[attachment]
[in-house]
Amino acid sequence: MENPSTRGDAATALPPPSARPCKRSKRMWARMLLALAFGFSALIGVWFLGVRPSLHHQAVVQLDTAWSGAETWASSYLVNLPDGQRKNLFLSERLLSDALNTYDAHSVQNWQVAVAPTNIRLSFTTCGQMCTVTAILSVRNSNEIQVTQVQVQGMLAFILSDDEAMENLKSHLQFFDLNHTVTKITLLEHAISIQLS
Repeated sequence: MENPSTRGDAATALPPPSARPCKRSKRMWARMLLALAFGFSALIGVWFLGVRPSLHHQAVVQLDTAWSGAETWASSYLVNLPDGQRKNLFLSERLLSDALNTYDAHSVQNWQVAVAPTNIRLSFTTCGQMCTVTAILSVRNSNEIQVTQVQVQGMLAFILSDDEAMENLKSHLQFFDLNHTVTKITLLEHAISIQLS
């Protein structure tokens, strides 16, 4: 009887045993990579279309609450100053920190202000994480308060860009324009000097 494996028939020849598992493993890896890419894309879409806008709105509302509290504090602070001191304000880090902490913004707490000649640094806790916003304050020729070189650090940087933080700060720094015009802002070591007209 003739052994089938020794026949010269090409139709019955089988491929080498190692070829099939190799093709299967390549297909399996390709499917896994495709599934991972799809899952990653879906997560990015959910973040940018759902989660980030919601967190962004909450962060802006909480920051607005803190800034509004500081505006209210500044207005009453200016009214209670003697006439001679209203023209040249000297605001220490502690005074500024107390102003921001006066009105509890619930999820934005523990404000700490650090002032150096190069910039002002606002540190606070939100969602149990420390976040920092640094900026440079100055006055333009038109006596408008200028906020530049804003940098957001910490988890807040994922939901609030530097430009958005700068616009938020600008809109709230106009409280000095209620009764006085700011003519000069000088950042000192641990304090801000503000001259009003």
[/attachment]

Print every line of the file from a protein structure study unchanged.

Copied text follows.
[in-house]
Amino acid sequence: MENPSTRGDAATALPPPSARPCKRSKRMWARMLLALAFGFSALIGVWFLGVRPSLHHQAVVQLDTAWSGAETWASSYLVNLPDGQRKNLFLSERLLSDALNTYDAHSVQNWQVAVAPTNIRLSFTTCGQMCTVTAILSVRNSNEIQVTQVQVQGMLAFILSDDEAMENLKSHLQFFDLNHTVTKITLLEHAISIQLS
Repeated sequence: MENPSTRGDAATALPPPSARPCKRSKRMWARMLLALAFGFSALIGVWFLGVRPSLHHQAVVQLDTAWSGAETWASSYLVNLPDGQRKNLFLSERLLSDALNTYDAHSVQNWQVAVAPTNIRLSFTTCGQMCTVTAILSVRNSNEIQVTQVQVQGMLAFILSDDEAMENLKSHLQFFDLNHTVTKITLLEHAISIQLS
């Protein structure tokens, strides 16, 4: 009887045993990579279309609450100053920190202000994480308060860009324009000097 494996028939020849598992493993890896890419894309879409806008709105509302509290504090602070001191304000880090902490913004707490000649640094806790916003304050020729070189650090940087933080700060720094015009802002070591007209 003739052994089938020794026949010269090409139709019955089988491929080498190692070829099939190799093709299967390549297909399996390709499917896994495709599934991972799809899952990653879906997560990015959910973040940018759902989660980030919601967190962004909450962060802006909480920051607005803190800034509004500081505006209210500044207005009453200016009214209670003697006439001679209203023209040249000297605001220490502690005074500024107390102003921001006066009105509890619930999820934005523990404000700490650090002032150096190069910039002002606002540190606070939100969602149990420390976040920092640094900026440079100055006055333009038109006596408008200028906020530049804003940098957001910490988890807040994922939901609030530097430009958005700068616009938020600008809109709230106009409280000095209620009764006085700011003519000069000088950042000192641990304090801000503000001259009003």